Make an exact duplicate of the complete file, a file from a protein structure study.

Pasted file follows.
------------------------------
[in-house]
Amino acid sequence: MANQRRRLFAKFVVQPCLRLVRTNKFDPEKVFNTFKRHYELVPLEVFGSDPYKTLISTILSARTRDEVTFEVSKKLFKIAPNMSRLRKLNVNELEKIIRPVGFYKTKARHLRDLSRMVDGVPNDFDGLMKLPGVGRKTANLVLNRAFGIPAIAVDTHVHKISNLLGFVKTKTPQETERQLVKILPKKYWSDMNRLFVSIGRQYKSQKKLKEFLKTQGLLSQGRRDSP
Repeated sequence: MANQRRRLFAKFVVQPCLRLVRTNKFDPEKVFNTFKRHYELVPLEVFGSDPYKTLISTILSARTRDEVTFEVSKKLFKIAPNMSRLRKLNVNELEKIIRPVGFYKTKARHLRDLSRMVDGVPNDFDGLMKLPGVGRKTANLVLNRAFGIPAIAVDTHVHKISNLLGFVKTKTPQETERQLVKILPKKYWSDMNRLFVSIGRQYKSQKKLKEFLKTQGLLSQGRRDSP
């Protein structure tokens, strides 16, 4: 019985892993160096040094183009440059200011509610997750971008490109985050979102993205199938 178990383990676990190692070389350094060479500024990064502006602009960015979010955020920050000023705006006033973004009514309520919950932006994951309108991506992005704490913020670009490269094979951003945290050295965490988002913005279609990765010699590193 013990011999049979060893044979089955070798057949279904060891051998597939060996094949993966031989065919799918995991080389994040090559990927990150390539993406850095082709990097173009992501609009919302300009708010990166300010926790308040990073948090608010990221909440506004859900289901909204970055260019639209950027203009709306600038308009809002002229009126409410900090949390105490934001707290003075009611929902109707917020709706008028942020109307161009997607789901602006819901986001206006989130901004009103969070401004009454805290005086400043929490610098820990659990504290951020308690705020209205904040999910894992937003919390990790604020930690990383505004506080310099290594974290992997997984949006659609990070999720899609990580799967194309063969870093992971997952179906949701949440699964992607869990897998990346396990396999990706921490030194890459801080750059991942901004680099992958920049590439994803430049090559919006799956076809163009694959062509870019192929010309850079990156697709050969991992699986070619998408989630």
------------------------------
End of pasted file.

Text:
[in-house]
Amino acid sequence: MANQRRRLFAKFVVQPCLRLVRTNKFDPEKVFNTFKRHYELVPLEVFGSDPYKTLISTILSARTRDEVTFEVSKKLFKIAPNMSRLRKLNVNELEKIIRPVGFYKTKARHLRDLSRMVDGVPNDFDGLMKLPGVGRKTANLVLNRAFGIPAIAVDTHVHKISNLLGFVKTKTPQETERQLVKILPKKYWSDMNRLFVSIGRQYKSQKKLKEFLKTQGLLSQGRRDSP
Repeated sequence: MANQRRRLFAKFVVQPCLRLVRTNKFDPEKVFNTFKRHYELVPLEVFGSDPYKTLISTILSARTRDEVTFEVSKKLFKIAPNMSRLRKLNVNELEKIIRPVGFYKTKARHLRDLSRMVDGVPNDFDGLMKLPGVGRKTANLVLNRAFGIPAIAVDTHVHKISNLLGFVKTKTPQETERQLVKILPKKYWSDMNRLFVSIGRQYKSQKKLKEFLKTQGLLSQGRRDSP
């Protein structure tokens, strides 16, 4: 019985892993160096040094183009440059200011509610997750971008490109985050979102993205199938 178990383990676990190692070389350094060479500024990064502006602009960015979010955020920050000023705006006033973004009514309520919950932006994951309108991506992005704490913020670009490269094979951003945290050295965490988002913005279609990765010699590193 013990011999049979060893044979089955070798057949279904060891051998597939060996094949993966031989065919799918995991080389994040090559990927990150390539993406850095082709990097173009992501609009919302300009708010990166300010926790308040990073948090608010990221909440506004859900289901909204970055260019639209950027203009709306600038308009809002002229009126409410900090949390105490934001707290003075009611929902109707917020709706008028942020109307161009997607789901602006819901986001206006989130901004009103969070401004009454805290005086400043929490610098820990659990504290951020308690705020209205904040999910894992937003919390990790604020930690990383505004506080310099290594974290992997997984949006659609990070999720899609990580799967194309063969870093992971997952179906949701949440699964992607869990897998990346396990396999990706921490030194890459801080750059991942901004680099992958920049590439994803430049090559919006799956076809163009694959062509870019192929010309850079990156697709050969991992699986070619998408989630």